The SAGE Key Concepts series provide students with accessible and authoritative knowledge of the essential topics in a variety of disciplines. Cross-referenced throughout, the format encourages critical evaluation through understanding. Written by experienced and respected academics, the books are indispensable study aids and guides to comprehension. Key Concepts in Journalism offers a systematic and accessible introduction to the terms, processes, and effects of journalism;a combination of practical considerations with theoretical issues; and further reading suggestions. The authors bring an enormous range of experience in newspaper and broadcast journalism, at national and regional level, as well as their teaching expertise. This book will be essential reading for students in journalism, and an invaluable reference tool for their professional careers.
Full of people with a phone strapped to one ear, fingers flying over keyboards. There are screens flickering and deadlines looming, piles of paper everywhere and half empty coffee cups in the bin. This stereotype still exists to an extent, although there's no cigarette smoke nowadays and it's not quite as noisy. But the newsroom is still the focal point of any newsgathering operation whether print, broadcast or online.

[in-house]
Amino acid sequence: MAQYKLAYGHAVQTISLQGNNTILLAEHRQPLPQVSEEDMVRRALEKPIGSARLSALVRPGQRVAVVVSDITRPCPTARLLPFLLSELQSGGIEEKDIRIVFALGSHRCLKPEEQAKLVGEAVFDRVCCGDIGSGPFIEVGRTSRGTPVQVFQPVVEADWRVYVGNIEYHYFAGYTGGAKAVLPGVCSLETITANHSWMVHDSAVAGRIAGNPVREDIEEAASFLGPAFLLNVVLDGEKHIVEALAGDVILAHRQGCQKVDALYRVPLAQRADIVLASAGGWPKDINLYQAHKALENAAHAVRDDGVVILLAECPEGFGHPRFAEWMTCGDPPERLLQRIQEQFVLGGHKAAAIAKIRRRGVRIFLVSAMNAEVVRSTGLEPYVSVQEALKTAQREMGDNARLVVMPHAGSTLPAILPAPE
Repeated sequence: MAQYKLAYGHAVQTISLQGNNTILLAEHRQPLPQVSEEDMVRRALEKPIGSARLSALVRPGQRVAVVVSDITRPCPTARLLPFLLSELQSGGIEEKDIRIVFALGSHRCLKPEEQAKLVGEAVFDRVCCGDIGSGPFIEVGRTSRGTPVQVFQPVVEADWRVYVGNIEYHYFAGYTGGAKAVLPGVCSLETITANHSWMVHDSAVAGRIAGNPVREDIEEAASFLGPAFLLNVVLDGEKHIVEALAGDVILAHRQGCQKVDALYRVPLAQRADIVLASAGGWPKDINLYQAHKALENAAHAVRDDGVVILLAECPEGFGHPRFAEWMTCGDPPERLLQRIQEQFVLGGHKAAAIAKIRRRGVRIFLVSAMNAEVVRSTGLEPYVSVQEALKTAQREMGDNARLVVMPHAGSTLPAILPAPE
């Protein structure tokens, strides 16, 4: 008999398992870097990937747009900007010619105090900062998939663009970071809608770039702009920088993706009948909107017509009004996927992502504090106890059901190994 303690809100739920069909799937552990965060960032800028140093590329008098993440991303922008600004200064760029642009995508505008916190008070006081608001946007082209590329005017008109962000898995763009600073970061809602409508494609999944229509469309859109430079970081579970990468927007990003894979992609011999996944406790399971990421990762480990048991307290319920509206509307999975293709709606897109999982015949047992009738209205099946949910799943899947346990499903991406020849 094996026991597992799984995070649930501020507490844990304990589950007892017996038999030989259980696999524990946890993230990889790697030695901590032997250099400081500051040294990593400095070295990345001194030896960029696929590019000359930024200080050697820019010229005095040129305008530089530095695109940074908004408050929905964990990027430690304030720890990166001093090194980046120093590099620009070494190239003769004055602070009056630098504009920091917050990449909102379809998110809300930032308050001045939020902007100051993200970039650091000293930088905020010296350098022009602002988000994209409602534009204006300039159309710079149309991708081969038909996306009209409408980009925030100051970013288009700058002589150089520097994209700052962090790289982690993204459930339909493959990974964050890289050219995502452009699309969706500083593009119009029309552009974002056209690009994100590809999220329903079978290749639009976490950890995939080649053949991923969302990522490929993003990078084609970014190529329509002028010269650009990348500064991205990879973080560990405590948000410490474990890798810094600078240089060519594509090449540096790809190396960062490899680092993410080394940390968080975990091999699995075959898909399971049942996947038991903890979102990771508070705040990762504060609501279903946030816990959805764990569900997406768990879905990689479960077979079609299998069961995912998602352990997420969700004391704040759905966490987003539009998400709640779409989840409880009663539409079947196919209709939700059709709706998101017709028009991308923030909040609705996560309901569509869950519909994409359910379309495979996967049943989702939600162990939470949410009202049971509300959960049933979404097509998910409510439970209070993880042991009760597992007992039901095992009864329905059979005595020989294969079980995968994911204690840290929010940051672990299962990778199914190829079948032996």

It's a place where editors can talk to news editors, news editors to reporters. It's a window on the world with wire services, press releases, telephone calls coming in. The day's output can be planned and executed.
But according to Nerone and Barnhurst (2003), the development of the newsroom, and its role in news production, are linked closely ...